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Document types: differences and consequences (part 1?) - specifications and procedures

Updated: Nov 13

Since documentation is one of the cornerstones of Pharmaceutical Quality Systems, EU GMP Volume 4 dedicates a full chapter (Chapter 4) in defining and describing the different document types and their requirements, content-wise.

Since the topic I try to write about came to me not once but twice in the recent past, let's compare the specifications and procedures.

As always, let's start with the definitions.

Specifications: 'Describe in detail the requirements with which the products or materials used or obtained during manufacture have to conform. They serve as a basis for quality evaluation.'

Procedures: '(Otherwise known as Standard Operating Procedures, or SOPs), give directions for performing certain operations.'

Okay, so both document types are instruction-like, what is there to compare at all? For the sake of simplicity, let's consider only the product specifications as specifications.

The difference lies within their lifecycle, and the relation to the product.

What is the SOP's lifecycle? you established a process, you implement it. Great. But (also as a part of continual improvement) you want to finetune your process, updating the related SOP. So what to do?


-> Review

-> Approve

-> Train

-> Make it effective

And from the moment the new version is effective, your personnel is to forget the last version, and start to use the new one. In your electronic Document Management System, you may also have the tools to 'hide' the previous version, so the people have access only to the current version. You won :)

What is specification lifecycle? again, you have your specification. Either it contains the related analytical methods, or not, whatever feel more comfortable for your QC department. But you have it. And, yes, again, you want to update your specification. Now what to do?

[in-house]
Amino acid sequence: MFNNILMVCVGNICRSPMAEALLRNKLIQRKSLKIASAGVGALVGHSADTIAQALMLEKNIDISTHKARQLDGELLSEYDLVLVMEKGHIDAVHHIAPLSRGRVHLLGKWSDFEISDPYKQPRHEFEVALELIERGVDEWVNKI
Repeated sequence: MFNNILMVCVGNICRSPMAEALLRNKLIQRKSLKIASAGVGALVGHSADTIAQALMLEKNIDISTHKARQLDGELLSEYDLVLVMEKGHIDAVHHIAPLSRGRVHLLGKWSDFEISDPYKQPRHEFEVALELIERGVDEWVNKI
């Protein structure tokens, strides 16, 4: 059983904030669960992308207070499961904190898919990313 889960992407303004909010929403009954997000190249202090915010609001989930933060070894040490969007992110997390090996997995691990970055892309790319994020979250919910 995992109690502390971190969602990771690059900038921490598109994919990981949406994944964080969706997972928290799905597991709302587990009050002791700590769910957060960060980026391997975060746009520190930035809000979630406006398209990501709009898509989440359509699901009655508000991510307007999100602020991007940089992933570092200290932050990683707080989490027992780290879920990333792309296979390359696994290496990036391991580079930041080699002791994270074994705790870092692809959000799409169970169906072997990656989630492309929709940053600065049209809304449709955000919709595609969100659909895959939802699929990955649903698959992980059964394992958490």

The first step is to initiate a Change control, where you can evaluate with all your stakeholders what the actual impact is on your quality system (and also maybe regulatory files). You can build up your timelines, consider analytical revalidations, running stability studies, etc. And then:


-> Review

-> Approve

-> Train (? - in fact, training is not necessary on the specification set itself)

-> Make it effective. But how?

If you have a company that has larger capacity on manufacturing batches, you may have a great chance you will have on-going tests in your lab from the product you are trying to update the specification of. What to do with those samples? To answer this question, let's think stone age style, when everything is on paper.

Let's think about the beginning of the QC-process. Initially QC does the sampling of the batch - based on a sampling protocol that is related to the specification. In other words, at the first moment of the sampling, the specification gets stuck to that batch. You would need to print out every sampling instruction, every analytical method form for the samples, and give them to the lab with the samples. And the lab will do their tests and QC-decisions based on those papers - so on the version of specification that may be realized as obsolete in your documentation system.

But don't let yourself confused: even if your electronic documentation system says the old version is obsolete, it's not! Only the upcoming samples will get stuck with a newer version of the specification.

If you have LIMS in your hands, it can definitely help you out: in the moment of creating a sample, the system generates all tests from the current master data that won't change in the future, whatever you update on the masterdata later.

Of course, you can overwrite this concept, but you need to do it with a case-by-case evaluation, in your change control. Otherwise the Qualified Person won't be able to decide which is the specification they need to make the release decision against.

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